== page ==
Birds on a Wire

courtesy of the artist

Composer David Colson, who founded the new music ensemble Birds On A Wire not long after joining the WMU School of Music in 2007, previewed the group's concert with Cara Lieurance. It's set for  7:30 pm on Wednesday, Oct 30 in the Dalton Center Recital Hall. Not only is it "themed" for Halloween, it will feature the world premiere of Colson's Ghost Music, a new piece for solo marimba. Colson talks about writing the pieces for Matthew Coley, a leading solo percussionist and a master of an array of global percussion instruments.

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Birds on a Wire is the WMU School of Music's "Pierrot ensemble" with a core lineup of flute, clarinet, violin, cello and piano. The label comes from a piece by Arnold Schoenberg, "Pierrot Lunaire," which premiered in 1912. Dr. David Colson, who has directed the ensemble for nine years, previews a concert which will take place Wednesday at 7:30 pm in the Dalton Center Recital Hall. It features a work for electronic sounds and video, Socavino, by Richard Johnson, who also joins the conversation.

Tonight's Birds On A Wire concert shines a light on just how much modern, avant-garde music is being created around us. Western Michigan University professor of composition/theory David Colson says performing in a modern music ensemble helps students improve their musicianship in a variety of ways. Lisa Coons, professor of composition, describes her new work, Singing Wall, which is performed on a musical sculpture she designed and constructed with Steven Pierce. Cara Lieurance also talks to pianist Lori Sims about the earliest work on the program, "Regard de l’Esprit de joie," from Vingt Regards sur l’Enfant-Jésus (1944).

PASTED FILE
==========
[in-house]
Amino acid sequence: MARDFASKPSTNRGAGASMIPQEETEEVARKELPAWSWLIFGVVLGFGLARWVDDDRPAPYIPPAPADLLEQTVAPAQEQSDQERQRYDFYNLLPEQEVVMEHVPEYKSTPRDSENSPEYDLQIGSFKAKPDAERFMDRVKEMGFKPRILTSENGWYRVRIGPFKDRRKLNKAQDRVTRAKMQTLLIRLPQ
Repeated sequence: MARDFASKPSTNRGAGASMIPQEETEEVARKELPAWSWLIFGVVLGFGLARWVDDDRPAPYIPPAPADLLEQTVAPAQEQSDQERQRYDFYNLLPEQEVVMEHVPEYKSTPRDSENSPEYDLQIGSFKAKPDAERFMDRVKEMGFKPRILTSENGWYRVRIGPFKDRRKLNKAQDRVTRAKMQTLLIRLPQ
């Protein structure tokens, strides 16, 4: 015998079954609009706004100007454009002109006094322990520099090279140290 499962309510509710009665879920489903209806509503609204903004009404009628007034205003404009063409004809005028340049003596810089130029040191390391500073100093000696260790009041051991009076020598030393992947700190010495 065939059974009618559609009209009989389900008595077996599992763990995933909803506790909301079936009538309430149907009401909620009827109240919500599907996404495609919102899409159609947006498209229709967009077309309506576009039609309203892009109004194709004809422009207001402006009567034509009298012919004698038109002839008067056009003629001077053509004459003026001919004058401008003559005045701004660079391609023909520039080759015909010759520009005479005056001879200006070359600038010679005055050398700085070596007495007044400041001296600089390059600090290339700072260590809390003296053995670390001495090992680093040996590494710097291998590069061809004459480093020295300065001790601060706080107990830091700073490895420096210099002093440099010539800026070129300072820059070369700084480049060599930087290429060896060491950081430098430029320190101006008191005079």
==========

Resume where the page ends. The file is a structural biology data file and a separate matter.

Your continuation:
Composer Richard Lavenda has known Western Michigan University music professor David Colson for almost 35 years. They met at Rice University in Texas, where Lavenda had joined the music faculty in the Shepherd School of Music and Colson was pursuing a doctorate in music.